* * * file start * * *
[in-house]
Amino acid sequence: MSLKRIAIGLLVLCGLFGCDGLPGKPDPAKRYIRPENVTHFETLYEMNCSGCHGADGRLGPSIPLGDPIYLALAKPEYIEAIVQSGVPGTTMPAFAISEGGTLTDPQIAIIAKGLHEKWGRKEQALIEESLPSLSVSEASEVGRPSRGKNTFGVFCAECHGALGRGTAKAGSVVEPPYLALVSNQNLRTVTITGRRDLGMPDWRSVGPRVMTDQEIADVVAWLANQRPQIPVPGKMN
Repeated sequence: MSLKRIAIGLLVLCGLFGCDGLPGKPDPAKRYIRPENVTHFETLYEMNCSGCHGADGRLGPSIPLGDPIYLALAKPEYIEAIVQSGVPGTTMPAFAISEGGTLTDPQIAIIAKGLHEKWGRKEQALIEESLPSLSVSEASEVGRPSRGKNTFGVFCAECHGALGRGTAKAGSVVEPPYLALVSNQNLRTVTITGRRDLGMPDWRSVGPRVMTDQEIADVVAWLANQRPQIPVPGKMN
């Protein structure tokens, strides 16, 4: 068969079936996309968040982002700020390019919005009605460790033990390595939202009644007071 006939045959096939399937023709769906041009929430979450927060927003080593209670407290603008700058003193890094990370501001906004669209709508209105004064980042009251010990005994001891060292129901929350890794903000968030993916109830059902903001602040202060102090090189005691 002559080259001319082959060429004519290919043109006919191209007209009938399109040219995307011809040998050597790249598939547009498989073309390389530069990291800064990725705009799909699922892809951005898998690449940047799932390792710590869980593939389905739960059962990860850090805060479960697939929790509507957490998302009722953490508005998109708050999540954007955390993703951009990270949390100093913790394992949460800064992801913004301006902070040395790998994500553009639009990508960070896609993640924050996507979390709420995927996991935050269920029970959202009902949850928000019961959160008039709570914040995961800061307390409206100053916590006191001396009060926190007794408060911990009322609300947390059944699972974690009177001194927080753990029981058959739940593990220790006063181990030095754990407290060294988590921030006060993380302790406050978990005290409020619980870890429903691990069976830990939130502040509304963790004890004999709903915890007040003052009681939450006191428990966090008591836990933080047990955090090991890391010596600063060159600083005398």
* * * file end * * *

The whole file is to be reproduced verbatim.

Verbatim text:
[in-house]
Amino acid sequence: MSLKRIAIGLLVLCGLFGCDGLPGKPDPAKRYIRPENVTHFETLYEMNCSGCHGADGRLGPSIPLGDPIYLALAKPEYIEAIVQSGVPGTTMPAFAISEGGTLTDPQIAIIAKGLHEKWGRKEQALIEESLPSLSVSEASEVGRPSRGKNTFGVFCAECHGALGRGTAKAGSVVEPPYLALVSNQNLRTVTITGRRDLGMPDWRSVGPRVMTDQEIADVVAWLANQRPQIPVPGKMN
Repeated sequence: MSLKRIAIGLLVLCGLFGCDGLPGKPDPAKRYIRPENVTHFETLYEMNCSGCHGADGRLGPSIPLGDPIYLALAKPEYIEAIVQSGVPGTTMPAFAISEGGTLTDPQIAIIAKGLHEKWGRKEQALIEESLPSLSVSEASEVGRPSRGKNTFGVFCAECHGALGRGTAKAGSVVEPPYLALVSNQNLRTVTITGRRDLGMPDWRSVGPRVMTDQEIADVVAWLANQRPQIPVPGKMN
């Protein structure tokens, strides 16, 4: 068969079936996309968040982002700020390019919005009605460790033990390595939202009644007071 006939045959096939399937023709769906041009929430979450927060927003080593209670407290603008700058003193890094990370501001906004669209709508209105004064980042009251010990005994001891060292129901929350890794903000968030993916109830059902903001602040202060102090090189005691 002559080259001319082959060429004519290919043109006919191209007209009938399109040219995307011809040998050597790249598939547009498989073309390389530069990291800064990725705009799909699922892809951005898998690449940047799932390792710590869980593939389905739960059962990860850090805060479960697939929790509507957490998302009722953490508005998109708050999540954007955390993703951009990270949390100093913790394992949460800064992801913004301006902070040395790998994500553009639009990508960070896609993640924050996507979390709420995927996991935050269920029970959202009902949850928000019961959160008039709570914040995961800061307390409206100053916590006191001396009060926190007794408060911990009322609300947390059944699972974690009177001194927080753990029981058959739940593990220790006063181990030095754990407290060294988590921030006060993380302790406050978990005290409020619980870890429903691990069976830990939130502040509304963790004890004999709903915890007040003052009681939450006191428990966090008591836990933080047990955090090991890391010596600063060159600083005398």